Tri Duong
Tri Duong, Co-Photo Director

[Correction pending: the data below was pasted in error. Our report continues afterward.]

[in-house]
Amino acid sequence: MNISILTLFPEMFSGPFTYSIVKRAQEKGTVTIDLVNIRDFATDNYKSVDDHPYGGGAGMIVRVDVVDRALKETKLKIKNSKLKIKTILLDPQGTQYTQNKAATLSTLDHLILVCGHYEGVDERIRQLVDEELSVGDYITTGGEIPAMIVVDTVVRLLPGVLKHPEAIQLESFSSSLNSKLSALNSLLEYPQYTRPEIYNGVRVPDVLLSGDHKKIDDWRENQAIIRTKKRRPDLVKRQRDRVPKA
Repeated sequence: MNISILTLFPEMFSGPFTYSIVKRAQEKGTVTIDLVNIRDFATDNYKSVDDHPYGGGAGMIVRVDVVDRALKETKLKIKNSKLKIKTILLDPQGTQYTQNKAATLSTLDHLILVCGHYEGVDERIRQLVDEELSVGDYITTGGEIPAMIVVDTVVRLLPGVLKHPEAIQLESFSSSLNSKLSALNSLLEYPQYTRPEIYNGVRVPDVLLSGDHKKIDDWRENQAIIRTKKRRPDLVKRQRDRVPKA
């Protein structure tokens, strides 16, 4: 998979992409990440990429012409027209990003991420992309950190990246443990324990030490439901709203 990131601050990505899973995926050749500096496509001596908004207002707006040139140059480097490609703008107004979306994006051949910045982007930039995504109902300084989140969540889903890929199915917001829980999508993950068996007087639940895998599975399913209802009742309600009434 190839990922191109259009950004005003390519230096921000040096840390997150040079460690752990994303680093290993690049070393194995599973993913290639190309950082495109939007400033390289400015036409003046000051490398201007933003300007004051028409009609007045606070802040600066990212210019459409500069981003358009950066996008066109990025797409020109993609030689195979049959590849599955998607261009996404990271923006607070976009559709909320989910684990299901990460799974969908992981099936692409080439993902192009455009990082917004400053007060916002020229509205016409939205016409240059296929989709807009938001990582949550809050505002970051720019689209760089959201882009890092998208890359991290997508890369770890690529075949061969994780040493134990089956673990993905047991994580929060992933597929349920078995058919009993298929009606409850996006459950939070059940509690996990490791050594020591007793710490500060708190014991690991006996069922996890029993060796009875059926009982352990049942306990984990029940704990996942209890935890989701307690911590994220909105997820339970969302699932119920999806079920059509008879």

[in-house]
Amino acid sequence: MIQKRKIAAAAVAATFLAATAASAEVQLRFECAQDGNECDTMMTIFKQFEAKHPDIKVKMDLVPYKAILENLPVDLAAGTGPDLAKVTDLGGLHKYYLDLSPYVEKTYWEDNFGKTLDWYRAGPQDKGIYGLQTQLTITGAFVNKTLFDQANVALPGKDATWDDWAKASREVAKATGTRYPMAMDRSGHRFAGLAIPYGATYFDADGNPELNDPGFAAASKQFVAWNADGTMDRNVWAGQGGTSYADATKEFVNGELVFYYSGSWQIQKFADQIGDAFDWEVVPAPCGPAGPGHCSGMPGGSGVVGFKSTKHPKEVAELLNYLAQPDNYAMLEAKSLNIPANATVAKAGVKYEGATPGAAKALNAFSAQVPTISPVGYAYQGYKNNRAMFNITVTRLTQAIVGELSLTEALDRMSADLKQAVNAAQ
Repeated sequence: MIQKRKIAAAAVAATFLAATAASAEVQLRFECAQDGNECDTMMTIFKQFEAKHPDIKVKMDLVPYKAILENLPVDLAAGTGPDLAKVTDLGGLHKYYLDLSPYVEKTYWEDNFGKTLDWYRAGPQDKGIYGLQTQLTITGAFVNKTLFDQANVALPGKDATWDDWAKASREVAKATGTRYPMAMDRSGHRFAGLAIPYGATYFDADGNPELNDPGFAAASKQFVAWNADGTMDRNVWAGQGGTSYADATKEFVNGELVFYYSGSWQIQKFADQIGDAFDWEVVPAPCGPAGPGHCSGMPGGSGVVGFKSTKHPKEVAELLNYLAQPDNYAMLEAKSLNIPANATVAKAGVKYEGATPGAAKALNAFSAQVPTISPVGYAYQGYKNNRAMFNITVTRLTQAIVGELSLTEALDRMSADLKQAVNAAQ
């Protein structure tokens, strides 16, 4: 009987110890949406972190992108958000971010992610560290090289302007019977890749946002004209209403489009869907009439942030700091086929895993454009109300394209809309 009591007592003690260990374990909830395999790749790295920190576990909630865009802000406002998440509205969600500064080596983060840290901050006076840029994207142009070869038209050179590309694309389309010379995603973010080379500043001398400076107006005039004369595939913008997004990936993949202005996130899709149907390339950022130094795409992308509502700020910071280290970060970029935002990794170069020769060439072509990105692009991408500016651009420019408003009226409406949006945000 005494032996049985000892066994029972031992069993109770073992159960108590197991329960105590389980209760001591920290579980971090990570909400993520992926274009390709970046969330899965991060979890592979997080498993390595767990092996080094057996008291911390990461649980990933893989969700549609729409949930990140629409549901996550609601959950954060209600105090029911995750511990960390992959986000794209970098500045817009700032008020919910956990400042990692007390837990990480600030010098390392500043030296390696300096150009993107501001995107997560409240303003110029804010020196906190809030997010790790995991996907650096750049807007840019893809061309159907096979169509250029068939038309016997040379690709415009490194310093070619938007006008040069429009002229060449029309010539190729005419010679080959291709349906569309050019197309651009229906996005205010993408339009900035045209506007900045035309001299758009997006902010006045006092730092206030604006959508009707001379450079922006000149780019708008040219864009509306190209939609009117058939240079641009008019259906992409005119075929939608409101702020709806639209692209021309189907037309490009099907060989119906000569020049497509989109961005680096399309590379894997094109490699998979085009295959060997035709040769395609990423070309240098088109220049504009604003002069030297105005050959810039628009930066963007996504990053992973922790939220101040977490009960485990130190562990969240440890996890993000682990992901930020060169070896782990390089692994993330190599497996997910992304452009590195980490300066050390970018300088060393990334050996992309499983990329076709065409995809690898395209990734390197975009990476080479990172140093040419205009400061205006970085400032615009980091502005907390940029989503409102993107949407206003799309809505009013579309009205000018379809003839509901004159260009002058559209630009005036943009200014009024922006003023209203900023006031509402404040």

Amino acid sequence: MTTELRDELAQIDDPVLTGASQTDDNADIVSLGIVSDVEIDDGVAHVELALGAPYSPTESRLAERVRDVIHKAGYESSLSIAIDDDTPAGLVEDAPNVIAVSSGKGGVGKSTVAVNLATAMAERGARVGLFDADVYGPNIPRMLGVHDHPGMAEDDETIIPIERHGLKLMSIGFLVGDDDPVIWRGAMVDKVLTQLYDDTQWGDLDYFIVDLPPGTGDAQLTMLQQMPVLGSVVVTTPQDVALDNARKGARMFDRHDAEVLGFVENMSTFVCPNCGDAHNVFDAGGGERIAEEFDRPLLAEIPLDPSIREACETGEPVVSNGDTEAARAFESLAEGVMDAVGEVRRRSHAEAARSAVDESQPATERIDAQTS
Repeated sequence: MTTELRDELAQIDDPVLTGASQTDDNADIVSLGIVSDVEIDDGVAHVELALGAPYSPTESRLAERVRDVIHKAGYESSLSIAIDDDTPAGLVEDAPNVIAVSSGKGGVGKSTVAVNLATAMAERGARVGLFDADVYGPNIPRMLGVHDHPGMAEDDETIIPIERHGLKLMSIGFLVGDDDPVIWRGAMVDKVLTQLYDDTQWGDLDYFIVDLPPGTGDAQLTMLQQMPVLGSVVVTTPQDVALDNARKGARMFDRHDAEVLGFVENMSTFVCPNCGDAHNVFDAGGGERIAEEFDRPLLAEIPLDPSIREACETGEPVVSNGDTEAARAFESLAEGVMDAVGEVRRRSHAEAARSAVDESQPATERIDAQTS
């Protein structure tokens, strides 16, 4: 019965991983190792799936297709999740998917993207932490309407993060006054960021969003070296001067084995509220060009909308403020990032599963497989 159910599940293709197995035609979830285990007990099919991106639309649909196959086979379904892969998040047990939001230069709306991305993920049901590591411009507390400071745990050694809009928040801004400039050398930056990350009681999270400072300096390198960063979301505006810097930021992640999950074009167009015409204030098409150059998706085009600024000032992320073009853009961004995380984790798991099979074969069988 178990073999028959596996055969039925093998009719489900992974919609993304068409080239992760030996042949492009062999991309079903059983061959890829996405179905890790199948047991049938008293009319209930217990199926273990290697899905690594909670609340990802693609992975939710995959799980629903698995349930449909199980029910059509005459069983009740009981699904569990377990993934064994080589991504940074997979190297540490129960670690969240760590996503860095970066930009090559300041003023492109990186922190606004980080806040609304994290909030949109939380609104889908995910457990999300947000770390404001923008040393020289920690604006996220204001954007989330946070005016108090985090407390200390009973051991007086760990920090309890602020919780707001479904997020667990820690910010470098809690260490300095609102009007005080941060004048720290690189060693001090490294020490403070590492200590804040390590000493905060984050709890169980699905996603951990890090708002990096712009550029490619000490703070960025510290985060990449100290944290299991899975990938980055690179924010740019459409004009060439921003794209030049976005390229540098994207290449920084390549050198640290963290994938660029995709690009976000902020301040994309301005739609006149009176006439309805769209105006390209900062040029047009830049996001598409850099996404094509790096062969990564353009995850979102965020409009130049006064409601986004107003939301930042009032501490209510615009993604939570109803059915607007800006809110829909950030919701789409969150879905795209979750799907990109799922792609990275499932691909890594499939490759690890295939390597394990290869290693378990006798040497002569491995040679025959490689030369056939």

Tri Duong is a fifth-year journalism student with a minor in chemistry and is profoundly intrigued by the art of documenting life one frame at a time. Duong was born and raised in Ho Chi Minh City, Vietnam, where reunification would one day bring about his family move to Loveland, Colorado, in 2007. For 14 years, his family was separated due to the aftermath of the Vietnam War. Coming from a different country has given him a deeper insight to life and the way of being. In fifth grade, Duong discovered photography through an after-school class, which led to his journey to becoming a photojournalist today. Whether it is photographing the ordinary walks of daily life or the harsh rambles of the world, Duong will always adhere to a certain philosophy: The product must preserve the liveliness of a worthy moment in the truest and most authentic way possible, or else it is not life. Working for The Collegian, Duong aspires to bring storytellers and journalists to develop their inspiration of visual communication through an ethical scope. Documentation of fragile and vulnerable reality is fascinating evidence for existence; therefore, it is critical to respect the nature of its realness. In his free time, Duong takes an interest in beekeeping, bartending and traveling as a way to explore the vast unknown of this world. Duong hopes to learn more about the storytellers he comes by at work or school. Everyone carries with them a unique tale of experience, and it would be lovely to hear who they are and how they ended up here.